Figure 1: The northern extent of the Chihuahuan Desert Ecoregion on the Armendaris Ranch.
TESF aims to restore wild populations of the bolson tortoise to portions of its Pleistocene range in the U.S. We are in the process of breeding adults to produce large numbers of juveniles in captivity. Our goal is to produce offspring with the highest possible genetic diversity, and to use population projection models to inform future release strategies to achieve optimal population growth.
Map 1: Bolson tortoises were once distributed throughout the Chihuahuan Desert area. Today, the species is reduced to a small, isolated population in the Bolson de Mapimi in Mexico. TESF is successfully breeding a captive population at Turner ranches in New Mexico with a view to restoring the species to the New Mexico landscape.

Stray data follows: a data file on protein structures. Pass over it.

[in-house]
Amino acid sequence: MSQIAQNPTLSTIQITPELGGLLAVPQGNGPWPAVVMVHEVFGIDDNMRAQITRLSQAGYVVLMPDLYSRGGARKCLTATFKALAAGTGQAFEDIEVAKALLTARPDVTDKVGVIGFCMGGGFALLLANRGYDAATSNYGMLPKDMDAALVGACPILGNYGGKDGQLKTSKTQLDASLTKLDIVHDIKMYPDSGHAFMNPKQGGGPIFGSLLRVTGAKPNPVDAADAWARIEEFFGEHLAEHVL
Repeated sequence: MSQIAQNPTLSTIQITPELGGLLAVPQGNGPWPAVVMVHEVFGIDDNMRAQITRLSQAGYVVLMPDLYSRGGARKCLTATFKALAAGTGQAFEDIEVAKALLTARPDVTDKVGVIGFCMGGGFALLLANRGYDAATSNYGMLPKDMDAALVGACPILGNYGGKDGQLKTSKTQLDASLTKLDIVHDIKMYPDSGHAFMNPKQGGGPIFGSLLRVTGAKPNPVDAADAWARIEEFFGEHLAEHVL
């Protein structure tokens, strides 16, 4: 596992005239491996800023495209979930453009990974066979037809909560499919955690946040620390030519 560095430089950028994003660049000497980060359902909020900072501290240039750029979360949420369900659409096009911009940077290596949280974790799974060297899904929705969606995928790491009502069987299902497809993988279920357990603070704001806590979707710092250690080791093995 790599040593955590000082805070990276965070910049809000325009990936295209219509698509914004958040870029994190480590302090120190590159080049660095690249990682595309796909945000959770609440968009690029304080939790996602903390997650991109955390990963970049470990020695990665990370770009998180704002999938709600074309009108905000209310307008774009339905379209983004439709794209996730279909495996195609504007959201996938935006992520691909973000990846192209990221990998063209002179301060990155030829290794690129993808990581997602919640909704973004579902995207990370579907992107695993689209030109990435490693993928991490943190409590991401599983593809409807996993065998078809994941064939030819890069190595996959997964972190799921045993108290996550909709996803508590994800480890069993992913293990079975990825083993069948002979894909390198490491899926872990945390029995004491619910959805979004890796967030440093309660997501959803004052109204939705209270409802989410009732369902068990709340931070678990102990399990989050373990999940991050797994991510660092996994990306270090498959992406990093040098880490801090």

Since beginning the
bolson tortoise restoration effort in 2006,
TESF and its collaborators have grown the
original captive population of 30 adults (and
7 hatchlings in 2006) to 176 individuals in
increase in the captive population corresponds
to strong annual population growth
rates. In the year 2009-2010, our
captive population grew by 55%. For more
information, see the TESF
bolson tortoise prospectus.
J. M. 1959. A new tortoise, genus Gopherus, from north-central Mexico.
University of Kansas Publications. Museum of Natural History
Donlan, C. J., J. Berger, C. E. Bock, J. H. Bock, D. A. Burney, J. A. Estes, D. Foreman, P. S. Martin, G. W. Roemer, F. A. Smith, M. E. Soule, and H. W. Greene. 2006. Pleistocene rewilding: An optimistic agenda for twenty-first century conservation. The American Naturalist. 168(5):660-681.